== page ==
Alan Cumming is a tour de force as ever. Thunder, lightning and driving rain on stage meet the audience as they enter and this sets the mood for what will be the highs and very much the lows of Burns’ life and a melodramatic performance. Creator, Steven Hoggett has opted to give the full warts and all Burns, not the tartan biscuit tin sentimentality but the mood swings, now recognised as bi-polar.

Billed as dance. the real enjoyment of the show is Cumming’s acting

Billed as dance, with only the occasional Highland Fling, this is more of a recitation, illustrated more by physical movement than dance and nothing wrong with that. As Burns said ‘I dare’ and so does Cumming. No dancer, and well past the age where that would be possible, it is still a pleasure to see an older body moving, punching the air, jogging and jigging around with the added bonus of Cumming’s expressive face that of a well lived life – just as Burns lived and above all, his strong, distinctive voice because the real enjoyment of the show is Cumming’s acting skills.

Quoting from Burns’ letters, aided by headings on a backdrop we learn of his womanising and mistreatment of his wife, Jean, the narrow escape from getting a job in the slave trade – shocking news to some maybe – but saved by the fame and revenue gained by his first poetry collection. Later the need to support his many children by taking a job as an excise man involved hundreds of miles riding around the country and prevented his writing, the poverty and ill health at the time of his death. At times, it is moving. At other times, more of a history lesson. However, humour punctuates the show like the 18th century ladies’ shoes which descend on strings from the flies to represent the many women in his life.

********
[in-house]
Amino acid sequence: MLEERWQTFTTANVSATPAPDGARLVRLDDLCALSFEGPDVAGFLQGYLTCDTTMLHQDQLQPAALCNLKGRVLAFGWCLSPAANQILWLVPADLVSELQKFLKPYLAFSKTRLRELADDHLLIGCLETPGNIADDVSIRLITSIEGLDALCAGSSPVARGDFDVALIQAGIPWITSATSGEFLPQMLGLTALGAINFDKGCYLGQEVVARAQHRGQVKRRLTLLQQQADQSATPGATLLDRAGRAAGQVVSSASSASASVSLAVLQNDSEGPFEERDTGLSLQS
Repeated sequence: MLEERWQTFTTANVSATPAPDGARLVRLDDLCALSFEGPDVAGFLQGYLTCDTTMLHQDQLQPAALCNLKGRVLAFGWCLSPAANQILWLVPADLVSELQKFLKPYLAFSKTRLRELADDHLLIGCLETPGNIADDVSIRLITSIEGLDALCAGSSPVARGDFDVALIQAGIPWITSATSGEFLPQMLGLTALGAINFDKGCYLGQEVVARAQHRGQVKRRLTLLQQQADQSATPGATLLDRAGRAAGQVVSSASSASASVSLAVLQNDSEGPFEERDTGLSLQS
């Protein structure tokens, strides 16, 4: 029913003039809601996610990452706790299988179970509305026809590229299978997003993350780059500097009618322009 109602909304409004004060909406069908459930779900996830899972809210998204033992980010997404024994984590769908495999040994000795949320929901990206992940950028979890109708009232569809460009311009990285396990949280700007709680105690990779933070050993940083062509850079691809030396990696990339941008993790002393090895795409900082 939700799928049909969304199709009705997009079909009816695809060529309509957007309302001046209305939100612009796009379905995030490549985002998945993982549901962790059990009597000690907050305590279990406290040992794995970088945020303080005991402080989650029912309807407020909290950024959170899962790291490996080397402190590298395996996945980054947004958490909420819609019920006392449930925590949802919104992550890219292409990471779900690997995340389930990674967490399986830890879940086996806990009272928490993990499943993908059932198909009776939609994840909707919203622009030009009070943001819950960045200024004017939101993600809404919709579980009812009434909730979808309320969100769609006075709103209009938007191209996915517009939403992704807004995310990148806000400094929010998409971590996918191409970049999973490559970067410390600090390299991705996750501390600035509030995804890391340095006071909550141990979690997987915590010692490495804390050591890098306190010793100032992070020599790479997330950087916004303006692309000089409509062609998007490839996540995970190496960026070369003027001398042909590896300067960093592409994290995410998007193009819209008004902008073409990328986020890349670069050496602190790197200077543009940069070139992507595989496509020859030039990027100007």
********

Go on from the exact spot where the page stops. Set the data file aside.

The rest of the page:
The video effects by Andrzej Goulding are stunning, particularly the animation of a white horse (suggesting the poem Tam o’Shanter?) and especially Cumming in great coat viewing a panoramic backdrop of Highland mountains and lochs in a stance reminiscent of Caspar David Friedrich, except that Cumming turns and gives a knowing look to the audience.

Unfortunately the background electronic sound at times threatens to drown out Cumming's words and the overall effect is exhausting. If you like to hear Burns’ poetry in Scots then there is scant opportunity in this show except for one recitation of  a verse from everyone's favourite poem To a Mouse, that 'wee sleekit beastie', and the highlight of the production, Cumming’s appearance at the curtain call when he comes out, sits on the stage floor and recites Auld Lang Syne toasting the audience with a a wee dram, of course. A pity that there was not more of Cumming's voice without intrusive background noise throughout. He can well carry the show on his own.

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Reviews by Stephanie Green

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The Blurb

Alan Cumming returns to the International Festival with a performance exploring the true character of Scotland's national bard Robert Burns.

This world premiere dance-theatre show challenges the ‘biscuit tin’ image of Robert Burns, Scotland’s national bard, and goes beyond the poetry to focus on the man himself – his poverty, his personal tragedy, his struggles with mental health and his spectacular success.

A co-production between Edinburgh International Festival, the National Theatre of Scotland, and New York City’s The Joyce Theater, Burn is a new creation from the legendary Scottish actor, author and International Festival favourite Alan Cumming and the Olivier Award-winning choreographer Steven Hoggett (Black Watch, Harry Potter and the Cursed Child) and featuring the music of Anna Meredith (Mercury Prize nominated for Fibs).

A touch tour for this production is available before the 8pm performance on 10 August. A visual guide to attending the performance is available to view here.

Supported by
Sir Ewan and Lady Brown

National Theatre of Scotland

Alan Cumming Creator and Performer
Steven Hoggett Creator and Co-choreographer
Vicki Manderson Co-choreographer
Katrina Lindsay Costume Designer
Ana Inés Jabares-Pita Set Designer
Tim Lutkin Lighting Designer
Andrzej Goulding Video Designer
Matt Padden Sound Designer
Shilpa T-Hyland Associate Director

Featuring the music of Anna Meredith

Co-produced by Edinburgh International Festival, National Theatre of Scotland and The Joyce Theater, New York City

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